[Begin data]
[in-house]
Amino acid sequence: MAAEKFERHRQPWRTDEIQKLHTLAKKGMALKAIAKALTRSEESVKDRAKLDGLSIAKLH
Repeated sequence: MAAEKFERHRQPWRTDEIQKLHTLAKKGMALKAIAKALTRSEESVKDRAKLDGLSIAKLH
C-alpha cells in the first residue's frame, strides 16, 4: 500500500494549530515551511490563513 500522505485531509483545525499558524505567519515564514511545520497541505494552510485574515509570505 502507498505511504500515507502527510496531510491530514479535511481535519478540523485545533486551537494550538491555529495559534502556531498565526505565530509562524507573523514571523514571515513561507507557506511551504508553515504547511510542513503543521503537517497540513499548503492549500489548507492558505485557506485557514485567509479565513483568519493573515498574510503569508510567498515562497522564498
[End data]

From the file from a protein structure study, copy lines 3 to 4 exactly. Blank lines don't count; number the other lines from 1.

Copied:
Repeated sequence: MAAEKFERHRQPWRTDEIQKLHTLAKKGMALKAIAKALTRSEESVKDRAKLDGLSIAKLH
C-alpha cells in the first residue's frame, strides 16, 4: 500500500494549530515551511490563513 500522505485531509483545525499558524505567519515564514511545520497541505494552510485574515509570505 502507498505511504500515507502527510496531510491530514479535511481535519478540523485545533486551537494550538491555529495559534502556531498565526505565530509562524507573523514571523514571515513561507507557506511551504508553515504547511510542513503543521503537517497540513499548503492549500489548507492558505485557506485557514485567509479565513483568519493573515498574510503569508510567498515562497522564498